WRC 2017: Rally Portugal at a glance (+itinerary)

WRC 2017: Rally Portugal at a glance (+itinerary)

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Taking place across 19 stages that encompass a total distance of 349.17km, Rally Portugal serves as the second of five consecutive gravel tests for the crews.

Based out of the service park Matosinhos, the rally’s action kicks off on Thursday with a Super Special Stage at the Lousada rallycross circuit.

The first full day sees crews head north and towards the Spanish border for runs of the reconfigured stages around Viana do Castelo and culminates with two tests in Braga’s historic streets.

Saturday will be the longest leg of the rally at 154.56km, as the driver teams journey east to tackle the demanding roads of the Cabreira Mountains.

Sunday is all about Fafe, with its famously large jump and even larger crowds. All four final stages are in the municipality, including a double pass over the legendary jump itself.

Rally Portugal

Rocky roads

Rally Portugal, first held in 1967, was one of the founding events in the inaugural 1973 World Rally Championship. Contested across sandy passes as well as hazardous rocky tracks, teams and crews will be challenged with selecting the best tyres while adapting ride heights as stages become increasingly rutted.

The twice-run street stage in Porto has been moved to Braga for 2017, taking place on Friday evening. In addition, three brand new stages have been added to the schedule, with a double assault through Cabaceiras de Basto on Saturday and single runs through Luihas and Montim on Sunday.

Portugal means

  • Full of drama and history, Rally Portugal will once again run in the north of the country in 2017 on challenging gravel roads. Many of the stages used in the 50th running of the event last year are the same although there are some new additions.
  • The action once again starts at Guimarães, Portugal’s oldest city. On Thursday evening there’s a superspecial stage at the Lousada rallycross circuit.
  • On Friday, the event takes in reconfigured stages around Viana do Castelo, near the Spanish border, including a new 1.90km street stage in Braga to round off the day’s competition. Most of Saturday’s action is held on testing gravel roads in the Cabreira Mountains, with a double run through new stage, Cabeceiras de Basto. On Sunday, the rally is once more based around the famous Fafe test – renowned for its huge jumps and even bigger crowds – with new stages at Luilhas and Montim.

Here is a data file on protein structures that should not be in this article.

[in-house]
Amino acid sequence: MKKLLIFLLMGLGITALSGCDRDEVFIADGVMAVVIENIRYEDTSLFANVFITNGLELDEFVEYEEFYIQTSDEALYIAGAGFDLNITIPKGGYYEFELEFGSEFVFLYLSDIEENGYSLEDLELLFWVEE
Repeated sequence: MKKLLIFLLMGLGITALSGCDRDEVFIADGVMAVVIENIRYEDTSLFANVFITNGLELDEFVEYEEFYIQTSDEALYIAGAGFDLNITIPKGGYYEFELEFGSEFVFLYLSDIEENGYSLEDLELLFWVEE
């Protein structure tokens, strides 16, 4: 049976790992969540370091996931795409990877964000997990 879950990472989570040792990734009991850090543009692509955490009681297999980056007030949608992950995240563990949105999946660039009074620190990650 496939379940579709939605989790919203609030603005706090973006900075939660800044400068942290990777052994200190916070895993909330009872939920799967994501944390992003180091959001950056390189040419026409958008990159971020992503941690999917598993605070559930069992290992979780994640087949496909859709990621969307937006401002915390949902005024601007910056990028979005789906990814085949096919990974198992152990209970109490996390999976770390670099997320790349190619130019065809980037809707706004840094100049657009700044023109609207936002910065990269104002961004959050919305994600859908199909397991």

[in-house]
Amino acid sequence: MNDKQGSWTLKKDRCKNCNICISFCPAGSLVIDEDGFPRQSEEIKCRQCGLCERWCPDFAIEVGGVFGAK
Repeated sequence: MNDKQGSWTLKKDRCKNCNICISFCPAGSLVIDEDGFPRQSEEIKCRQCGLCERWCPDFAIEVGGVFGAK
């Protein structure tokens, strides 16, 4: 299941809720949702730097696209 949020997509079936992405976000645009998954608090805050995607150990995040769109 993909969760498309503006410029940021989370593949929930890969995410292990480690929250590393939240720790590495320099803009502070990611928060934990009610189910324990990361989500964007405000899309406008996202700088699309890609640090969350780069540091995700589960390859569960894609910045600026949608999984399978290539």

Rally Portugal

Automóvel Club de Portugal (ACP) ran the first TAP Rally in 1967, which then became round three of the first World Rally Championship in 1973

  • The TAP Rally and later Rally de Portugal have been named ‘Best Rally in the World’ five times. Originally run as a mixed surface event, it is now based primarily on gravel. Finn Markku Alén has won the rally five times.
  • Crowd control issues challenged the Rally de Portugal organisers in the past. But it was heavy rain in 2001 that resulted in the event being dropped from the WRC calendar in favour of Rallye Deutschland for 2002. Rally de Portugal made a welcome return as a WRC fixture in 2007 with the action based south in the warmer (and drier) Algarve region. It then returned to the north of the country for the first time in 14 years in 2015.
  • Portuguese crew Carpinteiro Albino/Silva Pereira in a Renault 8 Gordini won the first TAP Rally, while Jean-Luc Thérier/Jacques Jaubert in an Alpine Renault took victory in the first event to count as a WRC round.

Recent winners

2016 Kris Meeke/Paul Nagle Citroën DS3 WRC
2015 Jari-Matti Latvala/Miikka Anttila Volkswagen Polo R WRC
2014 Sébastien Ogier/Julien Ingrassia Volkswagen Polo R WRC
2013 Sébastien Ogier/Julien Ingrassia Volkswagen Polo R WRC
2012 Mads Østberg/Jonas Andersson Ford Fiesta RS WRC

Rally Portugal

Rally Portugal schedule (+1 GMT)

Thursday 18 May

7.30am: Shakedown (Paredes)

6.10pm: Start (Guimaraes)

7.03pm: SS1 – Lousada (3.36km)

8.00pm: Parc ferme (Exponor)

Friday 19 May

8.40am: Service A (Exponor – 19 min)

10.09am: SS2 – Viana do Castelo 1 (26.70km)

11.06am: SS3 – Caminha 1 (18.10km)

11.46am: SS4 – Ponte de Lima 1 (27.46km)

2.25pm: Service B (Exponor – 34 mins)

4.09pm: SS5 – Viana do Castelo 2 (26.70km)

5.06pm: SS6 – Caminha 2 (18.10km)

5.46pm: SS7 – Ponte de Lima 2 (27.46km)

7.03pm: SS8 – Braga Street Stage 1 (1.90km)

7.28pm: SS9 – Braga Street Stage 2 (1.90km)

8.40pm: Service C (Exponor – 49 mins)

Saturday 20 May

7.15am: Service D (Exponor – 19 mins)

9.08am: SS10 – Vieira do Minho 1 (17.43km)

9.46am: SS11 – Cabeceiras de Basto 1 (22.30km)

11.04am: SS12 – Amarante 1 (37.55km)

1.00pm: Service E (Exponor – 34 mins)

3.08pm: SS13 – Vieira do Minho 2 (17.43km)

3.46pm: SS14 – Cabeceiras de Basto 2 (22.30km)

5.04pm: SS15 – Amarante 2 (37.55km)

6.55pm: Service F (Exponor – 49 mins)

Sunday 21 May

7.35am: Service G (Exponor – 19 mins)

9.08am: SS16 – Fafe 1 (11.18km)

9.30am: SS17 – Luilhas (11.91km)

10.20am: SS18 – Montim (8.66km)

12.18pm: SS19 – Power Stage Fafe 2 (11.18km)

1.50pm: Service H (Exponor – 14 mins)

2.20pm: Finish

 

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